Commencing an exercise routine helps to improve people’s eating habits automatically, research finds.
People in the study who started exercising improved their diet without consciously trying.
Researchers found that people who used to be sedentary started eating more vegetables, lean meats and fruits after beginning to exercise.
Being more active also led to people avoiding fried foods and sugar.
People made the change spontaneously, without being instructed to by researchers.
The reason could be that exercise increases levels of the neurotransmitter dopamine.
Dopamine reduces the desire for high-fat foods.
Professor Molly Bray, study co-author, said:
“The process of becoming physically active can influence dietary behavior.
One of the reasons that we need to promote exercise is for the healthy habits it can create in other areas.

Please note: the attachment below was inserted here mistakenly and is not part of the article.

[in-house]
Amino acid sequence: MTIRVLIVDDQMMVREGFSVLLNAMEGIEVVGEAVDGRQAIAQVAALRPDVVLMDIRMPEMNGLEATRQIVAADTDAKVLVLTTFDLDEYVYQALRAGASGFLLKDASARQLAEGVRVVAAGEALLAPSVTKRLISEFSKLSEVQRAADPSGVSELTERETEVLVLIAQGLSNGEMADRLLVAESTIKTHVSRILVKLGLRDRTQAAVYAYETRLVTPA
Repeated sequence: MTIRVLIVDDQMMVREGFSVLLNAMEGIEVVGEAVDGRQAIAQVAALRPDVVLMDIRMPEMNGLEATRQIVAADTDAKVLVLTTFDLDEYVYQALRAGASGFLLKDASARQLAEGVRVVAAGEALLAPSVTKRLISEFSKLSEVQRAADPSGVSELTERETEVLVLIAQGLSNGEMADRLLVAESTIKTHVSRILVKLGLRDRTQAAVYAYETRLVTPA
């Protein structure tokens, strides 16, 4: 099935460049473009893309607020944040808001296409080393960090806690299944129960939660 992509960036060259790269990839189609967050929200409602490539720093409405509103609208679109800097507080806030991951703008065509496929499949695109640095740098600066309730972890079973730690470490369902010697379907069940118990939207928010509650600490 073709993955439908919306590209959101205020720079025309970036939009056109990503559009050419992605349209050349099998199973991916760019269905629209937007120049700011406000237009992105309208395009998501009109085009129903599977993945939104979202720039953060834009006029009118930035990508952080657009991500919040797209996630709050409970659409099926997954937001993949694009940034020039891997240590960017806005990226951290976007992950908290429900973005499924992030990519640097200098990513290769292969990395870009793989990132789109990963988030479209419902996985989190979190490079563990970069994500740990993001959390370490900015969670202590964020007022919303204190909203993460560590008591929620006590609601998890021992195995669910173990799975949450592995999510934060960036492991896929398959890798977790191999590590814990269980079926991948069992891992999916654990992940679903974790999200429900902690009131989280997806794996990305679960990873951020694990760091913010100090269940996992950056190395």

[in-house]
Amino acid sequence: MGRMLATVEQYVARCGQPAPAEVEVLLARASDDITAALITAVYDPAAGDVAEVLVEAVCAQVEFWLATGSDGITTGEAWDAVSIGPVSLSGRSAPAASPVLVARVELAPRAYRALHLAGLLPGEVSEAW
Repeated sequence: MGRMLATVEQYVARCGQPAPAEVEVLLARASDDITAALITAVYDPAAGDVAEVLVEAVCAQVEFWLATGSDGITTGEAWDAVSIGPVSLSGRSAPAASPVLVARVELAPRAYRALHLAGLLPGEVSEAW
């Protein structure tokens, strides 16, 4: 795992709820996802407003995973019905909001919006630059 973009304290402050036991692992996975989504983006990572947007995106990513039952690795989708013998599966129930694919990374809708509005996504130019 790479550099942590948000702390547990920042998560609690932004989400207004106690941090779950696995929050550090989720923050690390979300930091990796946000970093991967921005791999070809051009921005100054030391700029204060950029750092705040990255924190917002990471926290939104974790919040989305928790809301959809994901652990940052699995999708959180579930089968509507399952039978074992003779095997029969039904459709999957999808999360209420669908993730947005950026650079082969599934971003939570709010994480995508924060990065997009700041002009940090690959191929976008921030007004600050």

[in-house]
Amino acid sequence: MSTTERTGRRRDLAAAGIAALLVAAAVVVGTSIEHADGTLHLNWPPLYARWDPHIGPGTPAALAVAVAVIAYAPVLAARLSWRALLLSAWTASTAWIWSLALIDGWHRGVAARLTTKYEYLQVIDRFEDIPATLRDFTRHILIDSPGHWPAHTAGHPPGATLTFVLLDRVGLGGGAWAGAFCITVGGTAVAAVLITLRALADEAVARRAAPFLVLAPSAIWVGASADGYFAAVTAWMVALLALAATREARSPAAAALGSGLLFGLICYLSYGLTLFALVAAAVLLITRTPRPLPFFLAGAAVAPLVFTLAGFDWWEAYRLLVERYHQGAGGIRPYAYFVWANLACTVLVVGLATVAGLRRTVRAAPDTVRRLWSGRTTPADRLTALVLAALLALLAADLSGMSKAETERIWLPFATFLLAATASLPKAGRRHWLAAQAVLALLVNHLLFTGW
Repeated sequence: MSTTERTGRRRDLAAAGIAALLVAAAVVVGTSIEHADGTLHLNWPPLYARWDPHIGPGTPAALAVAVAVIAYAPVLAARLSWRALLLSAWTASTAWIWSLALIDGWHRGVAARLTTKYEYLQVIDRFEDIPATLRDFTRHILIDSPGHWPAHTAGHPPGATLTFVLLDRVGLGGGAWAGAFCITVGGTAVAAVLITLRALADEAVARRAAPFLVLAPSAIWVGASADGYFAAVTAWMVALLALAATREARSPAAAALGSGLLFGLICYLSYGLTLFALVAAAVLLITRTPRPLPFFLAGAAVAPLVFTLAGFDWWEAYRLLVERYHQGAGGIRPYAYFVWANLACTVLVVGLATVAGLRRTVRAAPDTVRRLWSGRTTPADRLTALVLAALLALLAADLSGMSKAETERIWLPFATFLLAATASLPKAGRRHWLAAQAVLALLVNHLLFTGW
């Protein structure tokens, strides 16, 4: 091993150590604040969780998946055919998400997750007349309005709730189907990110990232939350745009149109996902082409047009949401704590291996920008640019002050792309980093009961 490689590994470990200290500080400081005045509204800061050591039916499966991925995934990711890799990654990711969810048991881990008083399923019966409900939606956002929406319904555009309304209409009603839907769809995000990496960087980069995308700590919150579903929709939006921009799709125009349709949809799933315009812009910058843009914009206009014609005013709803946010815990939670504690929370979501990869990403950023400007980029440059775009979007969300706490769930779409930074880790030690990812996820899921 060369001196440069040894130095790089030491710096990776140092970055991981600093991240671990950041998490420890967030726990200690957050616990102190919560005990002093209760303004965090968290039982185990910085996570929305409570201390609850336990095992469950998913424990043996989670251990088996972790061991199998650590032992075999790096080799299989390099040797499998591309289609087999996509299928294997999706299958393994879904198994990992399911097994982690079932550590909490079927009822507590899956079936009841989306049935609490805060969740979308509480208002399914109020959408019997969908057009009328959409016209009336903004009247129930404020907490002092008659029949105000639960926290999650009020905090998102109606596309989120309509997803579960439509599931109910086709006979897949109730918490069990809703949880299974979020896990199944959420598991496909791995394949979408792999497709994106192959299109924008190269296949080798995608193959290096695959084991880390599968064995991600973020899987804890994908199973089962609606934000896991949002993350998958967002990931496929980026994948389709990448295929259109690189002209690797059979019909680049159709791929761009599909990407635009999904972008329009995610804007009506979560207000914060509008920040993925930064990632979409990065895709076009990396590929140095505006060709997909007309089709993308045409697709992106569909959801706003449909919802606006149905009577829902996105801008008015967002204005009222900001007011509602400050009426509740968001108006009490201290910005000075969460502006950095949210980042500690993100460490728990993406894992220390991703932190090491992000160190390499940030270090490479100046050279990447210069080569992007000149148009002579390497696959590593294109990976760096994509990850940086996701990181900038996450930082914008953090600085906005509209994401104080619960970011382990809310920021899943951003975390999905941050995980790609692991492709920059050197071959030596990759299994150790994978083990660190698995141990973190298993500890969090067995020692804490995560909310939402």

That combination is very powerful.”
The study included 2,680 people whose eating and exercise habits were followed.
People who did less than 30 minutes exercise per week began aerobic workouts on three days a week across 15 months.
Each session was half-an-hour long and included a variety of workouts, including using stationary bikes, treadmills and elliptical machines.
The researchers found that people who began working out automatically started eating more healthily.
After beginning to exercise, they also reduced their snacking.
Reducing snacking has also been linked to increased exercise motivation.
So, this suggests the operation of a virtuous circle.
Professor Bray said:
“Many people in the study didn’t know they had this active, healthy person inside them.
Some of them thought their size was inevitable.
For many of these young people, they are choosing what to eat and when to exercise for the first time in their lives.”
Regular jogging is the best exercise for weight loss, some research concludes.
Other exercises that are good for combating a genetic predisposition towards obesity are:
- walking and power walking,
- formal dancing, such as the waltz, tango, foxtrot and quickstep.
- mountain climbing,
- and practising yoga for a long period.
The study was published in the International Journal of Obesity (Joo et al., 2019).